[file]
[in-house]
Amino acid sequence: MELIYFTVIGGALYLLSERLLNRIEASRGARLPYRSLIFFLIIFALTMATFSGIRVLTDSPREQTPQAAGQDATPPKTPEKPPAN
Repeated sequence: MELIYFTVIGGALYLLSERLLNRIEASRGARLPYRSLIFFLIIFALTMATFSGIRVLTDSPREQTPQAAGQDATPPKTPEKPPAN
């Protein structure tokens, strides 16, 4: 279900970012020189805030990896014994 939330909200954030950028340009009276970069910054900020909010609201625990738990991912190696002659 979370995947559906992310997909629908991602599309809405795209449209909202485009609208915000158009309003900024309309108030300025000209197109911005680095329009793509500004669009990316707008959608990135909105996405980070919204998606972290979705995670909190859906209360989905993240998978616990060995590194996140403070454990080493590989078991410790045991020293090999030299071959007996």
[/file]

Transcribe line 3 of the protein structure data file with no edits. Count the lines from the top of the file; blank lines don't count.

Repeated sequence: MELIYFTVIGGALYLLSERLLNRIEASRGARLPYRSLIFFLIIFALTMATFSGIRVLTDSPREQTPQAAGQDATPPKTPEKPPAN